Exploring the Spatiotemporal Pattern of Cyberbullying with Yik Yak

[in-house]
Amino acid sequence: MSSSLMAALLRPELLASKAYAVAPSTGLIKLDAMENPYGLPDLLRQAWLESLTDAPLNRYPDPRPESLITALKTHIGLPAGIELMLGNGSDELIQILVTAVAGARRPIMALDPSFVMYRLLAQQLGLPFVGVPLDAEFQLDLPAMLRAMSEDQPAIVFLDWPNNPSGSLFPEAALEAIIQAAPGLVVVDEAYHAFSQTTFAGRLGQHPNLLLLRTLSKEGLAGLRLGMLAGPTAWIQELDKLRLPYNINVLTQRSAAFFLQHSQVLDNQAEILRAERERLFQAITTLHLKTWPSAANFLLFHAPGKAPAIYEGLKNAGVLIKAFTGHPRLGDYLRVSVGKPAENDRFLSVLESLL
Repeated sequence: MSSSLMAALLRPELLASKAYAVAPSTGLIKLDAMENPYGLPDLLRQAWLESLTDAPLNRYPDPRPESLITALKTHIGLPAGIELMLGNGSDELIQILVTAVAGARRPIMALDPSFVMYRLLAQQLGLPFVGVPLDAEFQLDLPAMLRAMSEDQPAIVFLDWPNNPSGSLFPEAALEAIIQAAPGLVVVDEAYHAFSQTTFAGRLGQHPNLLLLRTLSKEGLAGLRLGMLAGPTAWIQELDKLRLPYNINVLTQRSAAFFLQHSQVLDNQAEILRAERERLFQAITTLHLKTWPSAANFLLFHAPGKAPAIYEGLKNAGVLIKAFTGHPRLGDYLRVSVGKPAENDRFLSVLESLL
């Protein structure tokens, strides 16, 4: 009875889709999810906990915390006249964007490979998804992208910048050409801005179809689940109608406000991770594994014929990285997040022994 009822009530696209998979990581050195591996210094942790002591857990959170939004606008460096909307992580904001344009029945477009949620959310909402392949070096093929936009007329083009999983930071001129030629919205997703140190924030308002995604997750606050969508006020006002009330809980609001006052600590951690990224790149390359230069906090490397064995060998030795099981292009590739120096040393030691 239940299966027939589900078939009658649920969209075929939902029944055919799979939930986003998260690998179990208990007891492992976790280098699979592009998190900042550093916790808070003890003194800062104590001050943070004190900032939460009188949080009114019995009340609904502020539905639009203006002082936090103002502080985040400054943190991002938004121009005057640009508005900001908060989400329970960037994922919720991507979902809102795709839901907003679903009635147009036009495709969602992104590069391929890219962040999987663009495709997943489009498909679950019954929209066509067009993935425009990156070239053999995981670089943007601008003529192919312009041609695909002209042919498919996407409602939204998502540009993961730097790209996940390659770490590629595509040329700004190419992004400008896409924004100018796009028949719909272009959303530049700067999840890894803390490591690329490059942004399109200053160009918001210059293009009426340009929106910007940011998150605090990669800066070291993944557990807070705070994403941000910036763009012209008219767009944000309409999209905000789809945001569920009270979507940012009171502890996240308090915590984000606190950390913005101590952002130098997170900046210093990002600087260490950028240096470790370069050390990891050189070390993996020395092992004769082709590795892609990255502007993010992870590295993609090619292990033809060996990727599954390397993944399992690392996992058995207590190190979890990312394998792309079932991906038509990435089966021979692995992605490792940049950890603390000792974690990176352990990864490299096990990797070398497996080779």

Cyberbullying is an emerging social issue along with the prevalence of social media. Previous studies have used extensive surveys or firsthand data primarily from conventional social networksFootnote1 (e.g., Twitter) to study cyberbullying, which often ignores the factor of anonymity and location. Considering the sensitive nature and contagious effect of cyberbullying, a better understanding of the spatiotemporal pattern in cyberbullying is sorely needed to develop effective policies to combat this toxic social behavior. Grounded in the dramaturgy theory and the emerging literature on technoself, this study aims to compare cyberbullying in the anonymous social media (Yik Yak) with the conventional social media (Twitter) and explore its spatiotemporal patterns. A support vector machine is used to help identify records with bullying content. Average nearest neighbor, kernel density, and Ripley's K-function are used to explore the spatiotemporal patterns of cyberbullying behavior. We have found that cyberbullying is more likely to occur in anonymous than conventional social media. We also detected a clustering pattern corresponding to the student population, which can be explained by the dramaturgy theory and recent studies on technoself. In addition to making suggestions to help reduce cyberbullying in the future, this article also sheds light on the need for future studies.